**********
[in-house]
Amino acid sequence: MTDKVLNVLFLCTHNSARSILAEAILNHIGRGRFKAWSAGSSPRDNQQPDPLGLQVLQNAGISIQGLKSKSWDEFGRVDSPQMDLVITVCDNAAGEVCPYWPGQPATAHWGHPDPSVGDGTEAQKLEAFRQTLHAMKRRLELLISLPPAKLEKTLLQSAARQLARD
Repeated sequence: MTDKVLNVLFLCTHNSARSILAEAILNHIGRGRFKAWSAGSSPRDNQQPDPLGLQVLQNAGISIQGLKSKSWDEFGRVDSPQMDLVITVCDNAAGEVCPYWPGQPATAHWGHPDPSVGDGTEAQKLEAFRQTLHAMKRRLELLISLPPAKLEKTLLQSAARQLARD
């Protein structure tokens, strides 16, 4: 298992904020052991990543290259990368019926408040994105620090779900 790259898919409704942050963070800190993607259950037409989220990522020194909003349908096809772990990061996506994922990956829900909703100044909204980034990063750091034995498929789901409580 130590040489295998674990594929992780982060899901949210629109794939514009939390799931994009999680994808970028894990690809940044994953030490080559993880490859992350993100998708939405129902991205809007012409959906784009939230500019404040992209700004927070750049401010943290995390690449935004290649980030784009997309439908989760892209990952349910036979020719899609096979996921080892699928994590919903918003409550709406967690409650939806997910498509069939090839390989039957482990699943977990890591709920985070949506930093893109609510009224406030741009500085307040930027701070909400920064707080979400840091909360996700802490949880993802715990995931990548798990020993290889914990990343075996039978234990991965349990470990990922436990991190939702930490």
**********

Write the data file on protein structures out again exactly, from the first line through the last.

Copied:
[in-house]
Amino acid sequence: MTDKVLNVLFLCTHNSARSILAEAILNHIGRGRFKAWSAGSSPRDNQQPDPLGLQVLQNAGISIQGLKSKSWDEFGRVDSPQMDLVITVCDNAAGEVCPYWPGQPATAHWGHPDPSVGDGTEAQKLEAFRQTLHAMKRRLELLISLPPAKLEKTLLQSAARQLARD
Repeated sequence: MTDKVLNVLFLCTHNSARSILAEAILNHIGRGRFKAWSAGSSPRDNQQPDPLGLQVLQNAGISIQGLKSKSWDEFGRVDSPQMDLVITVCDNAAGEVCPYWPGQPATAHWGHPDPSVGDGTEAQKLEAFRQTLHAMKRRLELLISLPPAKLEKTLLQSAARQLARD
């Protein structure tokens, strides 16, 4: 298992904020052991990543290259990368019926408040994105620090779900 790259898919409704942050963070800190993607259950037409989220990522020194909003349908096809772990990061996506994922990956829900909703100044909204980034990063750091034995498929789901409580 130590040489295998674990594929992780982060899901949210629109794939514009939390799931994009999680994808970028894990690809940044994953030490080559993880490859992350993100998708939405129902991205809007012409959906784009939230500019404040992209700004927070750049401010943290995390690449935004290649980030784009997309439908989760892209990952349910036979020719899609096979996921080892699928994590919903918003409550709406967690409650939806997910498509069939090839390989039957482990699943977990890591709920985070949506930093893109609510009224406030741009500085307040930027701070909400920064707080979400840091909360996700802490949880993802715990995931990548798990020993290889914990990343075996039978234990991965349990470990990922436990991190939702930490």